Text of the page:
Jean-Pierre Vigier.

  • Dear Robert Bryant!

    See Stanley Pons's biography on Wikipedia. There this information isn't present. His father's name was Robert, and he was born in North Carolina in 1943. In 1970, he was 27 years old, and he could not even do secret work in Ukraine. I found an article in the technical journal "Inventor and innovator" # 1 for 1995, where this stupid idea of Stanley Pons was first expressed (see attached file). Filimonenko could not be unemployed in the USSR from 1974 to 1989. It was more like a disability pension. Because if you look closely at the video, you will see that Filimonenko instead of the left hand prosthesis. He told, that he was the one who had an accident during the tests and was pinned down by his left hand. And most likely him as chief designer was suspended from work and closed its design office. As far as I know, it didn't put, and placed in psychiatric hospital. It was in the USSR that this method of punishment was used. And since Filimonenko was associated with secret development, the best it can be isolated in a psychiatric hospital.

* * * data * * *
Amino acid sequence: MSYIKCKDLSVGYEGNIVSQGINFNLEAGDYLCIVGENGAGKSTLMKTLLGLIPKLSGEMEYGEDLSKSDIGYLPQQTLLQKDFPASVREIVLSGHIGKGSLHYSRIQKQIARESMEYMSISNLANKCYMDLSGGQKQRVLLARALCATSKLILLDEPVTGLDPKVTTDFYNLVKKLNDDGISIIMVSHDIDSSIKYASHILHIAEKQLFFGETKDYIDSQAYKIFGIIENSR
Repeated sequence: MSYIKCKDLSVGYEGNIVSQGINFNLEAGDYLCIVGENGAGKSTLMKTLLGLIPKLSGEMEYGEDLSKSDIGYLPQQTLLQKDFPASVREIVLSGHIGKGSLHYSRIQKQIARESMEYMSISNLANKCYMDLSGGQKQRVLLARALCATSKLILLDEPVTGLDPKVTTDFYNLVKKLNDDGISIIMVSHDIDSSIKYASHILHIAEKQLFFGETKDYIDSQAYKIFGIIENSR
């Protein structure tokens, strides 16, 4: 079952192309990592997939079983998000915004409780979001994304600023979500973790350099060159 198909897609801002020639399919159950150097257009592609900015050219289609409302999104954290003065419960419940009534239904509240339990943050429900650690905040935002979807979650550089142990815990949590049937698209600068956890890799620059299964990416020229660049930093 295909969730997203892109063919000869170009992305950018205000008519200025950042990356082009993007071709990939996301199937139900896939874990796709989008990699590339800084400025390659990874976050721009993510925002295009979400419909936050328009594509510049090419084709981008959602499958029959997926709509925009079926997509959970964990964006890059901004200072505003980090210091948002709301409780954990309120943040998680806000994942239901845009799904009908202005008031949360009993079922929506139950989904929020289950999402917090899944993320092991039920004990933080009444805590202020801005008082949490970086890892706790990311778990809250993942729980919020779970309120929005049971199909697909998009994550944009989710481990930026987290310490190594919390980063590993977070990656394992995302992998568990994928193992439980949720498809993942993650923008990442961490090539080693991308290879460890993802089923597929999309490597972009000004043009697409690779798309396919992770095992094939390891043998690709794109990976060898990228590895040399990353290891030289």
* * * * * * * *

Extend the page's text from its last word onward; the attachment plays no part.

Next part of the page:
My opinion: from Filimonenko tried to make a priority of the USSR on cold nuclear fusion.

  • Thanks Sergei... maybe working on a dacha is Sovietspeak for lockup in a psychiatric hospital


    1941 -1945 War: Motorized infantry.1945 -1954 Study: Rocket technology, Bauman University: Nuclear physics ,LPI,.

    1951. R&D of nuclear energy technology for rockets in top secret Red Star program.

    1957. Developed TEGEU reactor using electrolysis of D20 .The TEGEU fuel elements, palladium at an average temperature of 1150 ° C, produced 200W energy in the form of HP steam, plus He 3,4 ; O 16,17,18 without neutrons.

    Ivan continued with TEGEU and strongly advocated for cold fusion research until 1968, when the government closed his laboratory

    1968 -1974, imprisoned at least 6 years for unpatriotic nuclear activity probably in a psychiatric facility